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OLE DB Consumer using basic C#

, 12 Nov 2001
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This is the second in a series of articles about using the OLE DB Consumers.
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Introduction

 This is the second in a series of articles about using the OLE DB Consumers. I wrote this one using C# because I wanted to,

  1. familiarise myself more with C# and
  2. I wanted to see what the differences between using C# and C++ would be.

I suspect from writing this one that I will be pleasantly surprised due to the fact that although C# comes across as a simple language, in the background it is actually quite sophisticated. The reason for this being that C# directly accesses all the com objects that Microsoft has been developing for years, indeed a few of the relatively small set of classes I have encountered so far inherit directly from com interfaces which leads me to believe that if the .NET framework is not directly based on COM then it certainly has it's roots firmly embedded in COM principles and techniques.

This code was developed under windows 2000 using Developer Studio 7 beta 2. 

In a previous article OLE DB Consumer Basic C++ I described setting up an ODBC driver and adding a OLE DB Consumer class to the project. I refer you to that if you are unsure oif anything and will state that the only difference in version 7 is that you click on the toolbar and select the Data section. Then drag and drop an OLE DB Consumer Connection and an OLE DB Command on to you're project dialog, this will add

private System.Data.OleDb.OleDbCommand oleDbCommand1; 
private System.Data.OleDb.OleDbConnection oleDbConnection1;

to your C# class. A panel will appear at the bottom of your dialog and the two OLE DB Components will be placed on the panel. In order to set up the connection to the database click on the OLE DB Connection and go to the properties panel and click on the connection string. This will give you the setup dialog that is described in the OLE DB Consumer Basic C++ article.

The Code

Because the code is so short I'll print out the main code here,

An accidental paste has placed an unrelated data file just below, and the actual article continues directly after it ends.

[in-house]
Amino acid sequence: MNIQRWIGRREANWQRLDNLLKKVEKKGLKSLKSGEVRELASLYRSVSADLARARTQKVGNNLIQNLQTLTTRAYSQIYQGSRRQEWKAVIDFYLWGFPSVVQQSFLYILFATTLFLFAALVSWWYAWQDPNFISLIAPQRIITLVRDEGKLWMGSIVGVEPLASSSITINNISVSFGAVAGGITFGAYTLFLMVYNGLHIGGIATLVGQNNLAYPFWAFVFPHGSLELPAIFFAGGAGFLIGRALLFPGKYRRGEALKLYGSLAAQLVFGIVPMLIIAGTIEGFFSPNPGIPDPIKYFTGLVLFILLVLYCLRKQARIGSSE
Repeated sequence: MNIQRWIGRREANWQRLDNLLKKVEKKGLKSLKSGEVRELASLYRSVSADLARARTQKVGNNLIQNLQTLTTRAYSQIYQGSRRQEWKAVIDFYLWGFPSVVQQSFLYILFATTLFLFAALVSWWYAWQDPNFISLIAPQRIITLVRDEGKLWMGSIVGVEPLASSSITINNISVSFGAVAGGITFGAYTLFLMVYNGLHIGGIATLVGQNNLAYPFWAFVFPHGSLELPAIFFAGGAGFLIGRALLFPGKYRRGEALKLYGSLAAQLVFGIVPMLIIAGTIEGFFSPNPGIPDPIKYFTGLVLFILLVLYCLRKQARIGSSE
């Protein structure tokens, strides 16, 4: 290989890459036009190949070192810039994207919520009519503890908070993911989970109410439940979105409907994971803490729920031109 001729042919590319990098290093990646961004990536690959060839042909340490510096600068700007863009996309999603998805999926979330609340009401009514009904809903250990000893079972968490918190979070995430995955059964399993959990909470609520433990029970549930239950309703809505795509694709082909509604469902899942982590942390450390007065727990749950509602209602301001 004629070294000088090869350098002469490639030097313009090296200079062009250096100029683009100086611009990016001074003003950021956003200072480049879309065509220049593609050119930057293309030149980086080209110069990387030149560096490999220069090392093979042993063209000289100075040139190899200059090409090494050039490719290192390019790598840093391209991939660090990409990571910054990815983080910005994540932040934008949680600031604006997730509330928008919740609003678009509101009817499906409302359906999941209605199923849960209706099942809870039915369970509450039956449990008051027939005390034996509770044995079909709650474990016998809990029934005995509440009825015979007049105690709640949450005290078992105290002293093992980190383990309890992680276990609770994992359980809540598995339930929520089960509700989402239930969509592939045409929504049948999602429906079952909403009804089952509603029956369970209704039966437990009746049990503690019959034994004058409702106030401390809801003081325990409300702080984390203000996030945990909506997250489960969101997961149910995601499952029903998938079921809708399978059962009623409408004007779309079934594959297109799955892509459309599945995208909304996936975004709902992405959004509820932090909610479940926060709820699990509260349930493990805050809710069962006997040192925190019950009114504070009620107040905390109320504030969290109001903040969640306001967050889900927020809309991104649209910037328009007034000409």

oleDbConnection1.Open();

oleDbCommand1 = oleDbConnection1.CreateCommand();
oleDbCommand1.CommandText = "SELECT * FROM Suppliers";
OleDbDataReader oleReader = oleDbCommand1.ExecuteReader();

/// fill the list box
ListViewItem lvItem;

object[] objArray = new object[ 12 ]; 
int nRow = 1; 
int nColumn = 0;
	
while( oleReader.Read() == true )
{ 
	nColumn = 0; 
	oleReader.GetValues( objArray );
	lvItem = listView1.Items.Add( objArray.GetValue( nColumn++ ).ToString() ); 
	for( ; nColumn < 12;  nColumn++ )
	{ 
		lvItem.SubItems.Add( oleReader.GetValue( nColumn ).ToString() );
	} 
} 

This is code for the application apart from the try catch block that it is wrapped in the cs file. The Command object calls open and internally uses the string that you set up when you set up the connection string.

oleDbCommand1.CommandText = "SELECT * FROM Suppliers";
OleDbDataReader oleReader = oleDbCommand1.ExecuteReader();

The command to open the database is set in the CommandText member of the OleDbCommand which can be thought of as a Dynamic Accessor when using the C++ template version of OLE DB Consumers in that it will open a Rowset and bind the members dynamically instead of being passed a specific set of parameters to bind to.

The OleDbReader is initialised by calling the OleDbCommand::ExecuteReader function that returns a OleDbDataReader item that by definition has read only access to the database. The information is then put into the list by getting the values from the OleDbDataReader and then calling object::ToString on the returned value.

lvItem.SubItems.Add( oleReader.GetValue( nColumn ).ToString() )

If the type of the object returned from the call to OleDbDataReader::GetValue is unknown for any reason you can call OleDbDataReader::GetFieldType which will return the type of the object allowing you to call one of the more specific get functions included in the OleDbDataReader class.

Although I didn't write this in order to praise C#, The code is obviously shorter and easier to read than the C++ version but at the moment only because the C# implementation hides the details of the OLE DB implementation. But the question remains will C# be able to handle the more complex code that OLE DB Consumers require.

Running The code.

Due to the fact that the code is using the Microsoft provided nwind database you will have to set the code up to point to the database as described above and recompile it.

License

This article has no explicit license attached to it but may contain usage terms in the article text or the download files themselves. If in doubt please contact the author via the discussion board below.

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About the Author

Anthony Roach
Web Developer
United Kingdom United Kingdom
No Biography provided

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